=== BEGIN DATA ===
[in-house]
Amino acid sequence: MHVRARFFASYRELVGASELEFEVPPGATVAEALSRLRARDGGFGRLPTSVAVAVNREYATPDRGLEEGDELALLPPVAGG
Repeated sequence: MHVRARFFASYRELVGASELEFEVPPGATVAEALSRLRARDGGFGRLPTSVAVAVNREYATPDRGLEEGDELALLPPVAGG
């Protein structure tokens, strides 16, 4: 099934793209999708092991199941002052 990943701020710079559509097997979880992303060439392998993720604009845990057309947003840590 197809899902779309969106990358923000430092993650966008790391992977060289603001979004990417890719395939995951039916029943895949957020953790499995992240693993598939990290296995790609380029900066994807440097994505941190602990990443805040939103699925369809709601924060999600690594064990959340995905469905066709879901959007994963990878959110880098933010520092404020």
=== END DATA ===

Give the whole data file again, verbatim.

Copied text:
[in-house]
Amino acid sequence: MHVRARFFASYRELVGASELEFEVPPGATVAEALSRLRARDGGFGRLPTSVAVAVNREYATPDRGLEEGDELALLPPVAGG
Repeated sequence: MHVRARFFASYRELVGASELEFEVPPGATVAEALSRLRARDGGFGRLPTSVAVAVNREYATPDRGLEEGDELALLPPVAGG
């Protein structure tokens, strides 16, 4: 099934793209999708092991199941002052 990943701020710079559509097997979880992303060439392998993720604009845990057309947003840590 197809899902779309969106990358923000430092993650966008790391992977060289603001979004990417890719395939995951039916029943895949957020953790499995992240693993598939990290296995790609380029900066994807440097994505941190602990990443805040939103699925369809709601924060999600690594064990959340995905469905066709879901959007994963990878959110880098933010520092404020």